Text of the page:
Tissue Sampling is a Good Check for Nutrients


The corn is tasseling (see article below) and the beans starting to flower; the crops are moving into their reproductive stages. "This is a good time to assess our current plant health and check for any possible deficiencies (or deficiencies soon to come)," said John Swanson, Federated agronomist at the Ogilvie location.

Nutrient deficiencies reduce yields. It follows logically that improving plant nutrition can boost yields. Analyzing the plant tissue reveals what the plants have taken up from the soil, and knowing what the "soil bank" contains, said Swanson, "tells us what we have to work with."

With soil test results in hand, a tissue test is "another [useful] tool in our toolbox," said Swanson. The tissue test provides a "snapshot" that allows growers to "make corrections based on what is [actually] happening in the plants," he said, adding that while the soil is "still the best place to put nutrients for plants . . . we can fix temporary shortages with foliar feeding."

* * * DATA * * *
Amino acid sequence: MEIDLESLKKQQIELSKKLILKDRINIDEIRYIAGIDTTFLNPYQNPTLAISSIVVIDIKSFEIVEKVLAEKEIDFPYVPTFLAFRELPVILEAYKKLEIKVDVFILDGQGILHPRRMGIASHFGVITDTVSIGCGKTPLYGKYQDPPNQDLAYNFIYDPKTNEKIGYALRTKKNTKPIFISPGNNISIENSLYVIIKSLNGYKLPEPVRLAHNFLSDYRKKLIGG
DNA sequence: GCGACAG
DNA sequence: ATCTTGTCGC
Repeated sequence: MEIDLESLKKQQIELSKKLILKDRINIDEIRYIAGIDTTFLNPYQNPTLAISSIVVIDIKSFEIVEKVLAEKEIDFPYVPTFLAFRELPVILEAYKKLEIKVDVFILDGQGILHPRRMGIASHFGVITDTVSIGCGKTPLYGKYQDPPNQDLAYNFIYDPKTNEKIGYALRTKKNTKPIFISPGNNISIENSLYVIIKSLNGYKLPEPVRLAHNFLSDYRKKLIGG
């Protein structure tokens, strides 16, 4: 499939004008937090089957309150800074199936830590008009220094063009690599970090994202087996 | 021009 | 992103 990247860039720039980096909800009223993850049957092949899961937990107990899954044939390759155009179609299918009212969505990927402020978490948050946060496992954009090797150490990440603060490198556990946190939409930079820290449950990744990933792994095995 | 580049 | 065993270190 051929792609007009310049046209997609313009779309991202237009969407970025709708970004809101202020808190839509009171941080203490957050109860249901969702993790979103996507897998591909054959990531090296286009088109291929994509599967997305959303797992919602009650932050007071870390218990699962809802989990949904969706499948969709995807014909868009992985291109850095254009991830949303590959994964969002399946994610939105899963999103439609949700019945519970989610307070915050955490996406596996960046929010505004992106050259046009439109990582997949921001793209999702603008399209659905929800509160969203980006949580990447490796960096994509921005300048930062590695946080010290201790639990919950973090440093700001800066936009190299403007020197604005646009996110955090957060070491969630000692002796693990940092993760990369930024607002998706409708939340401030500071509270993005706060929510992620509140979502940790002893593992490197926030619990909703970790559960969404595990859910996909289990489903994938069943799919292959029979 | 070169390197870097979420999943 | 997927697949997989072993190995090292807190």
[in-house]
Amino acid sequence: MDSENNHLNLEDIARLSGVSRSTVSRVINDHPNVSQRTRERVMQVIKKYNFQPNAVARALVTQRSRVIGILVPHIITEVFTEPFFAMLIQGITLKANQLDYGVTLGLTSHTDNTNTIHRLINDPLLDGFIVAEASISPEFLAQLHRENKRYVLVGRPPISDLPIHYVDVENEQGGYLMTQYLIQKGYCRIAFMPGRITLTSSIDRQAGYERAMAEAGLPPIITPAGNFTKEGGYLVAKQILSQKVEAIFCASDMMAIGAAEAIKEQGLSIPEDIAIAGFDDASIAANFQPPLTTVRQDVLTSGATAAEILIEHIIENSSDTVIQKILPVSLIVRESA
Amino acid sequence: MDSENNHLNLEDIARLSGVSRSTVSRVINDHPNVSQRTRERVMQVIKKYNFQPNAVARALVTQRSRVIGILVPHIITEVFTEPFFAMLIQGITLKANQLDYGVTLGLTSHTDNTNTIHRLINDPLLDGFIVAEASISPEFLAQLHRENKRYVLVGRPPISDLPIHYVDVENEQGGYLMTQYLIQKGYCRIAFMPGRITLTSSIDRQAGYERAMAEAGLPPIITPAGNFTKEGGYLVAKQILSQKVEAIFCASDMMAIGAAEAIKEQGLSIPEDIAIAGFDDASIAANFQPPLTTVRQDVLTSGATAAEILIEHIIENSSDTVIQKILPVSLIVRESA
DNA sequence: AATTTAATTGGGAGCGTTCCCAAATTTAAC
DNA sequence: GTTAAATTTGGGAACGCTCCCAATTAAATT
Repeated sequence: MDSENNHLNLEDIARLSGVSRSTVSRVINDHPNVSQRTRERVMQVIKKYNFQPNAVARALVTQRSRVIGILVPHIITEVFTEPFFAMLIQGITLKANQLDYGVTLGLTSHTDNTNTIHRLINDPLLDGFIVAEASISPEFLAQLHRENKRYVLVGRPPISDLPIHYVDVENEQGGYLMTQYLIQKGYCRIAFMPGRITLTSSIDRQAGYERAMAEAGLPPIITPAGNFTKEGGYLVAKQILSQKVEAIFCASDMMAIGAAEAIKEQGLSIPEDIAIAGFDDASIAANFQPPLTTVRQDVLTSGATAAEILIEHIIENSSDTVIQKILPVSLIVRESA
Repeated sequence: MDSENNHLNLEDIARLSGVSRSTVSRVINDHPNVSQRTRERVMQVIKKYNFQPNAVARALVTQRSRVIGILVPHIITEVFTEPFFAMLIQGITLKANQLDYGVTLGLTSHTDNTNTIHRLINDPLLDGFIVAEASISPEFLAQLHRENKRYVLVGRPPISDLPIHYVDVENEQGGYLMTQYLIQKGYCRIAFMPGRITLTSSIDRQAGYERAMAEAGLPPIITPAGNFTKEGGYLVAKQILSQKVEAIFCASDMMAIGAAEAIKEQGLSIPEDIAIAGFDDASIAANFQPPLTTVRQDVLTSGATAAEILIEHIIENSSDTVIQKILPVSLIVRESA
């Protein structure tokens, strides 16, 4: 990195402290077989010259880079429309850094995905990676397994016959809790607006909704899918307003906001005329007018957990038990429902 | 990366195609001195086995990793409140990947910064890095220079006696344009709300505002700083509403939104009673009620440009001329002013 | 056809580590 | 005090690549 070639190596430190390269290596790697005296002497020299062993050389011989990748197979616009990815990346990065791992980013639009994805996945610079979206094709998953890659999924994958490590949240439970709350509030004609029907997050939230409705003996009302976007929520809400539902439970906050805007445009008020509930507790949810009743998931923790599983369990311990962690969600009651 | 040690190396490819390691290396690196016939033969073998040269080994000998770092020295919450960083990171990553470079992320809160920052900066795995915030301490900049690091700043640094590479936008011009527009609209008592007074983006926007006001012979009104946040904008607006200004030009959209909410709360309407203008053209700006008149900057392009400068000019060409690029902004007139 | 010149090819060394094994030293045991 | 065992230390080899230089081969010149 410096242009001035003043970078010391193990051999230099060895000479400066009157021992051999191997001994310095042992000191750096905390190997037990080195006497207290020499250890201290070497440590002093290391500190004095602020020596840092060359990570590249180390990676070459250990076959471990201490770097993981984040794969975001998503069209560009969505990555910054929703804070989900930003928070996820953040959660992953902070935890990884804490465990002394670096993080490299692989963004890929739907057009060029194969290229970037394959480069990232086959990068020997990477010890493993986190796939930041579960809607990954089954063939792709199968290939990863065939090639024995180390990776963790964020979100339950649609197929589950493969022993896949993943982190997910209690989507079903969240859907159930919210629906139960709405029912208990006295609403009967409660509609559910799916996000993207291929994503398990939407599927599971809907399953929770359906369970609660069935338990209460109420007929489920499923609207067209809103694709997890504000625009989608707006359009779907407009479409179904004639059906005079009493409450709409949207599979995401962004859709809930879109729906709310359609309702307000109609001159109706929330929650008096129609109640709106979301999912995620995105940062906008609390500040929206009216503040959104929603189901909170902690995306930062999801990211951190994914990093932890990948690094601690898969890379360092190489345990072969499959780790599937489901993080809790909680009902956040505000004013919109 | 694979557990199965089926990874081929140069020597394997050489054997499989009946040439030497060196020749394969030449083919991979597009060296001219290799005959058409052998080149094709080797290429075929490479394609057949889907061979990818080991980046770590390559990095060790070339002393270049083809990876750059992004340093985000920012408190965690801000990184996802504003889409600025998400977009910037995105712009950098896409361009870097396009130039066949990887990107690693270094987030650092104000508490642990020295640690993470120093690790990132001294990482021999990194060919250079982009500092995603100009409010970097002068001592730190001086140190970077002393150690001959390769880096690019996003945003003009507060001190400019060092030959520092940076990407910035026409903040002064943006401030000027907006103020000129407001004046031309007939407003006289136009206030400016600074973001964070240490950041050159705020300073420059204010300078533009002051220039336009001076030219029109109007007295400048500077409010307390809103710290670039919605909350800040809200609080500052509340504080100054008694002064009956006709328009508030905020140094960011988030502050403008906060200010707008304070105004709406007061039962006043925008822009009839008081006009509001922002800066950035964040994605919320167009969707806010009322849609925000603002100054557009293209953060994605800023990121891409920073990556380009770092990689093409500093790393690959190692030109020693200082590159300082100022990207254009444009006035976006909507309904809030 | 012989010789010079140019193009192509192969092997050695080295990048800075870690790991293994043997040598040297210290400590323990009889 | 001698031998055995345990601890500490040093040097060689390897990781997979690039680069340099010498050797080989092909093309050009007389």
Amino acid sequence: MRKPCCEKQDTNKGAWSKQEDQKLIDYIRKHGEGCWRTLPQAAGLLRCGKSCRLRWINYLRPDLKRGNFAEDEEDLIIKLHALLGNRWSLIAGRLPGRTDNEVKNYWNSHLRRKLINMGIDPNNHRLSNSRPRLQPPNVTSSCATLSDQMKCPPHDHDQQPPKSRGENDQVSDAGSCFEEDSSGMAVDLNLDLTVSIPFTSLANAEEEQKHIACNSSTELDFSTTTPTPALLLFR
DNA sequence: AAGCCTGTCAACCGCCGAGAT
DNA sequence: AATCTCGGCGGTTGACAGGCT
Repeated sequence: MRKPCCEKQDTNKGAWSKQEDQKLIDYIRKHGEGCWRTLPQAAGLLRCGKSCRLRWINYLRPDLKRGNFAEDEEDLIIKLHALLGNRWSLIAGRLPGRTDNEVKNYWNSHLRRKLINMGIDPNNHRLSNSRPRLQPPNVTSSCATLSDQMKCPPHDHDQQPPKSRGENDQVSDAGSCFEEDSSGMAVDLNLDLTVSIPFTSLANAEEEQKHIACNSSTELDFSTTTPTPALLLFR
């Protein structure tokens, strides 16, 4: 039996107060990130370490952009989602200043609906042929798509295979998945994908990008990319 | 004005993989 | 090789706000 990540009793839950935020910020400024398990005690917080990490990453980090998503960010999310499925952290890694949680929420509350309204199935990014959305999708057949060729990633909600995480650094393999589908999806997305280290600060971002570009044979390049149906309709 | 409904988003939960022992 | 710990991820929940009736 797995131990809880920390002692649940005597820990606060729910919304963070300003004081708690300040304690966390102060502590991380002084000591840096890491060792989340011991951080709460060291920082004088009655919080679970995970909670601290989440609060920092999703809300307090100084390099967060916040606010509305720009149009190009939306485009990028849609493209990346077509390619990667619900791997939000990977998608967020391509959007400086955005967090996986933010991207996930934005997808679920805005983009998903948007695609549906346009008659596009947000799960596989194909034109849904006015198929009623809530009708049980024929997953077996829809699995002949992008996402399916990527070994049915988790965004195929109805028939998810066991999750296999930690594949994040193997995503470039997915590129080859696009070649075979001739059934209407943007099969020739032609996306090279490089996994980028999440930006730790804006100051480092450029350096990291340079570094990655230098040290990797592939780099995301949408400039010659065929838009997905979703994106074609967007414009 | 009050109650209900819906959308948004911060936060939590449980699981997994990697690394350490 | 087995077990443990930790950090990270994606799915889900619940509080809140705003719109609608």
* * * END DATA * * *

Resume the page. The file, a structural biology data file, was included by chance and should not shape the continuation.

Plant tissue sampling is valuable for this season and next, and the way samples are taken is dependent upon the crop and growth stage of the plant. "It is good to make sure you are sampling the correct portion of the plant to get an accurate test," said Swanson.

Contact your Federated Agronomist to get help with tissue tests, or to answer any questions about nutrient deficiencies.